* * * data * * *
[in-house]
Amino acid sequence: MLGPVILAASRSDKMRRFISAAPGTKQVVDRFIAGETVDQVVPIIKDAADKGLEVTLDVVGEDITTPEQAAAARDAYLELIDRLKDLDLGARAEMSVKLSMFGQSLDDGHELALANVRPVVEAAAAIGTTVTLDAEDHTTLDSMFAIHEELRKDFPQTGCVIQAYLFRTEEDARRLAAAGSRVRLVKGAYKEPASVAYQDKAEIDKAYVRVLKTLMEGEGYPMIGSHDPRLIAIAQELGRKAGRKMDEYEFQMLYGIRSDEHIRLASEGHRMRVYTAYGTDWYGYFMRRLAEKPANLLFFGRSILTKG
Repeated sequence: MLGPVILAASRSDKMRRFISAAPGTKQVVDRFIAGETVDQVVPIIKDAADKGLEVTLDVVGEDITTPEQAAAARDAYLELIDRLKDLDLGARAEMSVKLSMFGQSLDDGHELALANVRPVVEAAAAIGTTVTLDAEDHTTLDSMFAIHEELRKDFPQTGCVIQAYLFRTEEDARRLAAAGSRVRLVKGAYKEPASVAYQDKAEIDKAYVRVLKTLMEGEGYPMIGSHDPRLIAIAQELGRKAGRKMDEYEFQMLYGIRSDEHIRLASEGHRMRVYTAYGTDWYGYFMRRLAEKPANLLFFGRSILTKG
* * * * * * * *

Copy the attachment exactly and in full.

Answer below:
[in-house]
Amino acid sequence: MLGPVILAASRSDKMRRFISAAPGTKQVVDRFIAGETVDQVVPIIKDAADKGLEVTLDVVGEDITTPEQAAAARDAYLELIDRLKDLDLGARAEMSVKLSMFGQSLDDGHELALANVRPVVEAAAAIGTTVTLDAEDHTTLDSMFAIHEELRKDFPQTGCVIQAYLFRTEEDARRLAAAGSRVRLVKGAYKEPASVAYQDKAEIDKAYVRVLKTLMEGEGYPMIGSHDPRLIAIAQELGRKAGRKMDEYEFQMLYGIRSDEHIRLASEGHRMRVYTAYGTDWYGYFMRRLAEKPANLLFFGRSILTKG
Repeated sequence: MLGPVILAASRSDKMRRFISAAPGTKQVVDRFIAGETVDQVVPIIKDAADKGLEVTLDVVGEDITTPEQAAAARDAYLELIDRLKDLDLGARAEMSVKLSMFGQSLDDGHELALANVRPVVEAAAAIGTTVTLDAEDHTTLDSMFAIHEELRKDFPQTGCVIQAYLFRTEEDARRLAAAGSRVRLVKGAYKEPASVAYQDKAEIDKAYVRVLKTLMEGEGYPMIGSHDPRLIAIAQELGRKAGRKMDEYEFQMLYGIRSDEHIRLASEGHRMRVYTAYGTDWYGYFMRRLAEKPANLLFFGRSILTKG